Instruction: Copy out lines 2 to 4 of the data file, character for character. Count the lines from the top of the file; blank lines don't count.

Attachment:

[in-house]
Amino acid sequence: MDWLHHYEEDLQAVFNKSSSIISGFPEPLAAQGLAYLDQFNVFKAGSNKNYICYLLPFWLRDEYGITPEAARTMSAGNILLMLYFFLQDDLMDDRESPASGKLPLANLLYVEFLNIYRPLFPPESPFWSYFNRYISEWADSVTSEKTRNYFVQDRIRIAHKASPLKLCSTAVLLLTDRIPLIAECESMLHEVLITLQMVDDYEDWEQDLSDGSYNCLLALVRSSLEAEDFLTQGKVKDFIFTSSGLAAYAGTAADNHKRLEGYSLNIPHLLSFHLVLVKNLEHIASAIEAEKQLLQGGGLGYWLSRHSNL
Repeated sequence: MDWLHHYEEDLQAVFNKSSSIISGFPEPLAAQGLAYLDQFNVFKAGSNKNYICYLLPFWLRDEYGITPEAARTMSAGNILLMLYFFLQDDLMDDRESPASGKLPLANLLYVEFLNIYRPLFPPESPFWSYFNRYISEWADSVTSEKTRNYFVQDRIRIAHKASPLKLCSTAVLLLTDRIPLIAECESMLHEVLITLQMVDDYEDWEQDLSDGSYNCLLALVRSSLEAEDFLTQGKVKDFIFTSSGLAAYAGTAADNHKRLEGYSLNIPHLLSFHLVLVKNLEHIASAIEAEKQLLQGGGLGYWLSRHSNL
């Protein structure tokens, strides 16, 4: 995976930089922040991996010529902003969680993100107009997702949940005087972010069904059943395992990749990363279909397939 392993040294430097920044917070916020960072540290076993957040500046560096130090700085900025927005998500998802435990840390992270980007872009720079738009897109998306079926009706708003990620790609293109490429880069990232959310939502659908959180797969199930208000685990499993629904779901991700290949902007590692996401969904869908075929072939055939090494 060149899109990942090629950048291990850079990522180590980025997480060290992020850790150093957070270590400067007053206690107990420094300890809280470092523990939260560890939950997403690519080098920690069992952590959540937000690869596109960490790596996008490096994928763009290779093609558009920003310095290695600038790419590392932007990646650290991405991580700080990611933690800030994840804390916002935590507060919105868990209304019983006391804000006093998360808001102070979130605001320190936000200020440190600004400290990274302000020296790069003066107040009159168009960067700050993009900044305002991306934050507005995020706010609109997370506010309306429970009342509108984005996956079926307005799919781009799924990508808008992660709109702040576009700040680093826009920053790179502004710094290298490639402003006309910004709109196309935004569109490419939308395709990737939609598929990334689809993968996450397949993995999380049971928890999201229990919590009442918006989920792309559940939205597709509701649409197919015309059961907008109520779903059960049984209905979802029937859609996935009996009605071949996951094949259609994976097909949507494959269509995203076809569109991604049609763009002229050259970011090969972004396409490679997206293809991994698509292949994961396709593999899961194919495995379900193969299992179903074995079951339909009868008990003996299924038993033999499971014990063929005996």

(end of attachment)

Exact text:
Amino acid sequence: MDWLHHYEEDLQAVFNKSSSIISGFPEPLAAQGLAYLDQFNVFKAGSNKNYICYLLPFWLRDEYGITPEAARTMSAGNILLMLYFFLQDDLMDDRESPASGKLPLANLLYVEFLNIYRPLFPPESPFWSYFNRYISEWADSVTSEKTRNYFVQDRIRIAHKASPLKLCSTAVLLLTDRIPLIAECESMLHEVLITLQMVDDYEDWEQDLSDGSYNCLLALVRSSLEAEDFLTQGKVKDFIFTSSGLAAYAGTAADNHKRLEGYSLNIPHLLSFHLVLVKNLEHIASAIEAEKQLLQGGGLGYWLSRHSNL
Repeated sequence: MDWLHHYEEDLQAVFNKSSSIISGFPEPLAAQGLAYLDQFNVFKAGSNKNYICYLLPFWLRDEYGITPEAARTMSAGNILLMLYFFLQDDLMDDRESPASGKLPLANLLYVEFLNIYRPLFPPESPFWSYFNRYISEWADSVTSEKTRNYFVQDRIRIAHKASPLKLCSTAVLLLTDRIPLIAECESMLHEVLITLQMVDDYEDWEQDLSDGSYNCLLALVRSSLEAEDFLTQGKVKDFIFTSSGLAAYAGTAADNHKRLEGYSLNIPHLLSFHLVLVKNLEHIASAIEAEKQLLQGGGLGYWLSRHSNL
């Protein structure tokens, strides 16, 4: 995976930089922040991996010529902003969680993100107009997702949940005087972010069904059943395992990749990363279909397939 392993040294430097920044917070916020960072540290076993957040500046560096130090700085900025927005998500998802435990840390992270980007872009720079738009897109998306079926009706708003990620790609293109490429880069990232959310939502659908959180797969199930208000685990499993629904779901991700290949902007590692996401969904869908075929072939055939090494 060149899109990942090629950048291990850079990522180590980025997480060290992020850790150093957070270590400067007053206690107990420094300890809280470092523990939260560890939950997403690519080098920690069992952590959540937000690869596109960490790596996008490096994928763009290779093609558009920003310095290695600038790419590392932007990646650290991405991580700080990611933690800030994840804390916002935590507060919105868990209304019983006391804000006093998360808001102070979130605001320190936000200020440190600004400290990274302000020296790069003066107040009159168009960067700050993009900044305002991306934050507005995020706010609109997370506010309306429970009342509108984005996956079926307005799919781009799924990508808008992660709109702040576009700040680093826009920053790179502004710094290298490639402003006309910004709109196309935004569109490419939308395709990737939609598929990334689809993968996450397949993995999380049971928890999201229990919590009442918006989920792309559940939205597709509701649409197919015309059961907008109520779903059960049984209905979802029937859609996935009996009605071949996951094949259609994976097909949507494959269509995203076809569109991604049609763009002229050259970011090969972004396409490679997206293809991994698509292949994961396709593999899961194919495995379900193969299992179903074995079951339909009868008990003996299924038993033999499971014990063929005996």